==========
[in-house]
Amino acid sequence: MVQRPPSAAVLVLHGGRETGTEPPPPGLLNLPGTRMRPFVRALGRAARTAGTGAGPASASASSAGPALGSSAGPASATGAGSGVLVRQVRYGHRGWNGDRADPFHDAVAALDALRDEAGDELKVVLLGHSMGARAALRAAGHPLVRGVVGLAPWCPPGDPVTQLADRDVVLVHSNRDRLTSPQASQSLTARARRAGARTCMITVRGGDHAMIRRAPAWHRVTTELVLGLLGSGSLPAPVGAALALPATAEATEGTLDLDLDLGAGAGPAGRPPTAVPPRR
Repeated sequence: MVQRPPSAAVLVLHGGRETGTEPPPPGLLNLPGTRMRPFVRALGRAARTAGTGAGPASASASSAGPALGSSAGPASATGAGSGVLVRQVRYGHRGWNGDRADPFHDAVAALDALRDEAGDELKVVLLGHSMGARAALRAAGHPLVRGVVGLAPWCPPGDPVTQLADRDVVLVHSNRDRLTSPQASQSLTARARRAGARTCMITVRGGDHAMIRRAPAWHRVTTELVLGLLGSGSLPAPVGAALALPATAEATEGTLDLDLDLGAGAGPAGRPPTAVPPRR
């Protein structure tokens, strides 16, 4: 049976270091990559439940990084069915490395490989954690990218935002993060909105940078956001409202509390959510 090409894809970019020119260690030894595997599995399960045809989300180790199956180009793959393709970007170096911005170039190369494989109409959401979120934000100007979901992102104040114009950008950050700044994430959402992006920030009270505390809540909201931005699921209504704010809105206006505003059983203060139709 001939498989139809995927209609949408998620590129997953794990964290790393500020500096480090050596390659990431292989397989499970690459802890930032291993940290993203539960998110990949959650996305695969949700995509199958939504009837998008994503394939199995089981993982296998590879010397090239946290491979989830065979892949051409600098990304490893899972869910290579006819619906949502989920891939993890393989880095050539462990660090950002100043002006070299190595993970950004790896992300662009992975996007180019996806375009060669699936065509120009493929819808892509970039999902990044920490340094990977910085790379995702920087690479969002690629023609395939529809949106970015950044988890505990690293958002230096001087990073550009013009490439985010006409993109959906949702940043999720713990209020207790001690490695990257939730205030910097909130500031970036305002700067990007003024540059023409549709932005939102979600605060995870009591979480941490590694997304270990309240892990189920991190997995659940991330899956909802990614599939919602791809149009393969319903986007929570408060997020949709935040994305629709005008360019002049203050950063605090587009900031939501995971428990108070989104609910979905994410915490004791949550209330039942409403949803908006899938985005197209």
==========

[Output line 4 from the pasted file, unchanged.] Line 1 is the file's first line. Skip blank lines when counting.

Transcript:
């Protein structure tokens, strides 16, 4: 049976270091990559439940990084069915490395490989954690990218935002993060909105940078956001409202509390959510 090409894809970019020119260690030894595997599995399960045809989300180790199956180009793959393709970007170096911005170039190369494989109409959401979120934000100007979901992102104040114009950008950050700044994430959402992006920030009270505390809540909201931005699921209504704010809105206006505003059983203060139709 001939498989139809995927209609949408998620590129997953794990964290790393500020500096480090050596390659990431292989397989499970690459802890930032291993940290993203539960998110990949959650996305695969949700995509199958939504009837998008994503394939199995089981993982296998590879010397090239946290491979989830065979892949051409600098990304490893899972869910290579006819619906949502989920891939993890393989880095050539462990660090950002100043002006070299190595993970950004790896992300662009992975996007180019996806375009060669699936065509120009493929819808892509970039999902990044920490340094990977910085790379995702920087690479969002690629023609395939529809949106970015950044988890505990690293958002230096001087990073550009013009490439985010006409993109959906949702940043999720713990209020207790001690490695990257939730205030910097909130500031970036305002700067990007003024540059023409549709932005939102979600605060995870009591979480941490590694997304270990309240892990189920991190997995659940991330899956909802990614599939919602791809149009393969319903986007929570408060997020949709935040994305629709005008360019002049203050950063605090587009900031939501995971428990108070989104609910979905994410915490004791949550209330039942409403949803908006899938985005197209």